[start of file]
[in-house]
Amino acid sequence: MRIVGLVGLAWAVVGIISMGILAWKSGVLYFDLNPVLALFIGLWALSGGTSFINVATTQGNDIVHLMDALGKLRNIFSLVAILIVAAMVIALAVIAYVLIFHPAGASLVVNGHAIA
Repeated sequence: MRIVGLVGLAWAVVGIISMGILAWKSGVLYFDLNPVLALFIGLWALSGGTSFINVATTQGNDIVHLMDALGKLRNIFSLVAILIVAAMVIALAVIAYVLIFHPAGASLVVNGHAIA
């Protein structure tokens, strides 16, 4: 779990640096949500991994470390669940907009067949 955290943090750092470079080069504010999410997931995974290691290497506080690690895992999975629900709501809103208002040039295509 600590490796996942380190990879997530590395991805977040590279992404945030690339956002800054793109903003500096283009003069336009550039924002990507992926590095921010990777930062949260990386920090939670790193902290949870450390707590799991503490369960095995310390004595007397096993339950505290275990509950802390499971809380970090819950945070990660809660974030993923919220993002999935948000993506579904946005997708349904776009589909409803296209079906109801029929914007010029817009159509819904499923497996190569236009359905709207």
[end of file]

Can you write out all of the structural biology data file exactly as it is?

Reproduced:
[in-house]
Amino acid sequence: MRIVGLVGLAWAVVGIISMGILAWKSGVLYFDLNPVLALFIGLWALSGGTSFINVATTQGNDIVHLMDALGKLRNIFSLVAILIVAAMVIALAVIAYVLIFHPAGASLVVNGHAIA
Repeated sequence: MRIVGLVGLAWAVVGIISMGILAWKSGVLYFDLNPVLALFIGLWALSGGTSFINVATTQGNDIVHLMDALGKLRNIFSLVAILIVAAMVIALAVIAYVLIFHPAGASLVVNGHAIA
């Protein structure tokens, strides 16, 4: 779990640096949500991994470390669940907009067949 955290943090750092470079080069504010999410997931995974290691290497506080690690895992999975629900709501809103208002040039295509 600590490796996942380190990879997530590395991805977040590279992404945030690339956002800054793109903003500096283009003069336009550039924002990507992926590095921010990777930062949260990386920090939670790193902290949870450390707590799991503490369960095995310390004595007397096993339950505290275990509950802390499971809380970090819950945070990660809660974030993923919220993002999935948000993506579904946005997708349904776009589909409803296209079906109801029929914007010029817009159509819904499923497996190569236009359905709207």